There is a certain nostalgic charm to small-town Christmas Bazaars, and this past weekend I shopped one of the best in the state. One Saturday only, every December, a small-town high school in north-central Wisconsin opens its doors to nearly 80 vendors, filling the cafeteria and gymnasium with handmade crafts, and they've been doing this for thirty-seven years.
|handmade scroll saw wall plaque|
The building is filled with the smell of caramel popcorn and apple cider, and the isles are packed with shuffling customers, who are making laps and toting bags and trying to remember "which vendor was it?" that had that perfect gift for Grandma.
|"Nun soap" handmade at the Institute of St. Joseph|
I am a sucker for handmade crafts, knowing how much time, effort and passion goes into each item. I've been on the opposite side of that table, hawking my yarns, smiling all day, hoping to make enough money to cover the booth fee. So many vendors are older folks, who have taken their talent in a particular hobby and turned it into a viable craft to occupy their retirement years. I love talking to those vendors. They have so many years of experience, and with only a little prompting, will tell you all the how's and why's about whatever piece you're purchasing.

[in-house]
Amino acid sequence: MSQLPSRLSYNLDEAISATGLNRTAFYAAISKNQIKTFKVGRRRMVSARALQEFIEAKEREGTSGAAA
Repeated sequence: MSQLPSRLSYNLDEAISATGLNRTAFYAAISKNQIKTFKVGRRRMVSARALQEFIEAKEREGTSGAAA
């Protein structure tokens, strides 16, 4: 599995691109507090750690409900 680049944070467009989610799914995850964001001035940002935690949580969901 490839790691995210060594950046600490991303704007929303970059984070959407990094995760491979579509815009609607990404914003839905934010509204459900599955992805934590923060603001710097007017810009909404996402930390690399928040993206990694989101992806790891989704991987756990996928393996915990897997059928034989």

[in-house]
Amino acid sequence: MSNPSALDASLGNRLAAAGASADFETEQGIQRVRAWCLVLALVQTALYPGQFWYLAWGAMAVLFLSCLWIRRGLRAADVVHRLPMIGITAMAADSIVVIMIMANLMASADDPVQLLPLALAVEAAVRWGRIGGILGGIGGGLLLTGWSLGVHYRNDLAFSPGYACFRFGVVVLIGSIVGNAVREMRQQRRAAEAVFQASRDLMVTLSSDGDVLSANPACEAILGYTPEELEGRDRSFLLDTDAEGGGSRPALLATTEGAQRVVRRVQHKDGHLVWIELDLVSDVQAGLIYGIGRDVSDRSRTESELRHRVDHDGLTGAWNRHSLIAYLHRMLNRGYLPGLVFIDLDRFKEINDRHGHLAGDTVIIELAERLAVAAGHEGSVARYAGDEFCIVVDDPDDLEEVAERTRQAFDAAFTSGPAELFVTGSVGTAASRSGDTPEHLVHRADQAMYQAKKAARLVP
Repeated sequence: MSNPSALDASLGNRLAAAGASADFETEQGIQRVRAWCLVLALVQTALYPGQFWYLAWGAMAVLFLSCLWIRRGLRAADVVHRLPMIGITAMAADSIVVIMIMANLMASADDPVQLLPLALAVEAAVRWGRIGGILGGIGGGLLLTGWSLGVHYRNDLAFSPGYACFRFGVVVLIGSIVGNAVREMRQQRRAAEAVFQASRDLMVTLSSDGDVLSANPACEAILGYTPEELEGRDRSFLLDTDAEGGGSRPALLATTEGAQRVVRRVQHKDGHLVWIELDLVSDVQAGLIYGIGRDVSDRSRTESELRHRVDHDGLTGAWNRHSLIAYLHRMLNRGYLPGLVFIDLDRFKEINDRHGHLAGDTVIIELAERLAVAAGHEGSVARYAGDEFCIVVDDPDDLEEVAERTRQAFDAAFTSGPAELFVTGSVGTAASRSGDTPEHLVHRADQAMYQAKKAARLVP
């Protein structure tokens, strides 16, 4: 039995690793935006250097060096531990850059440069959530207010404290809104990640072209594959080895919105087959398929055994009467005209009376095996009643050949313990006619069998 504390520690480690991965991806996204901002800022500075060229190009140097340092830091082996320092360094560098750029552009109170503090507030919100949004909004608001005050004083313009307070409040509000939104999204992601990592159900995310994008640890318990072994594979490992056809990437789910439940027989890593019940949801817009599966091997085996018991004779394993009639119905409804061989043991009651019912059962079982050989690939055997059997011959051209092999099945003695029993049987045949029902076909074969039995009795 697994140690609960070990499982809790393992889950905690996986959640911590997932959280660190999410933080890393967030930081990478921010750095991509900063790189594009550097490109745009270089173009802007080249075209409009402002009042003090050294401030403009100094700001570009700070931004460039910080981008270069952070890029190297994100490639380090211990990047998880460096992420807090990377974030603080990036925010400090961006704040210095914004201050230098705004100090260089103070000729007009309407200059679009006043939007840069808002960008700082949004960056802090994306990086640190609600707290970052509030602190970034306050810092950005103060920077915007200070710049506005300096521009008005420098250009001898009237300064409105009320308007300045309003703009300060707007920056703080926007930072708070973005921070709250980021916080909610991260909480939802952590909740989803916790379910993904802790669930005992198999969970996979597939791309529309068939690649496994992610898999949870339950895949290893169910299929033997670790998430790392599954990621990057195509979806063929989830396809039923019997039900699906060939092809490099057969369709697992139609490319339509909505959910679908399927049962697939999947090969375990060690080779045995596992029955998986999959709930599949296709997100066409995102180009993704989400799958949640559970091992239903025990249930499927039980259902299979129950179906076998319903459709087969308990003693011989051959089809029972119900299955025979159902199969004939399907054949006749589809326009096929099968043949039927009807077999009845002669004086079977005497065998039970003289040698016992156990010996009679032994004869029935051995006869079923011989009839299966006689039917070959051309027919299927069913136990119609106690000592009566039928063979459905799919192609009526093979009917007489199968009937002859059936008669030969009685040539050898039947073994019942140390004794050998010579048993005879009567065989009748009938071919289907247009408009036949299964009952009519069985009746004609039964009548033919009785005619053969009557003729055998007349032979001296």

|handmade notebooks also from the nuns at St. Joseph's|
So I made the rounds, and went around again. I picked up business cards from several booths and promised to find them on facebook when I got back home again. My daughter begged me to buy her an early birthday present (one guess as to which craft she choose from those pictured here). I promptly ran out of cash and was thankful that a few home-grown vendors had the new-fangled technology to swipe my credit card. And I even purchased Shetland yarn from a vendor who's booth looked just like mine!
|handmade flower from pure Shetland yarns|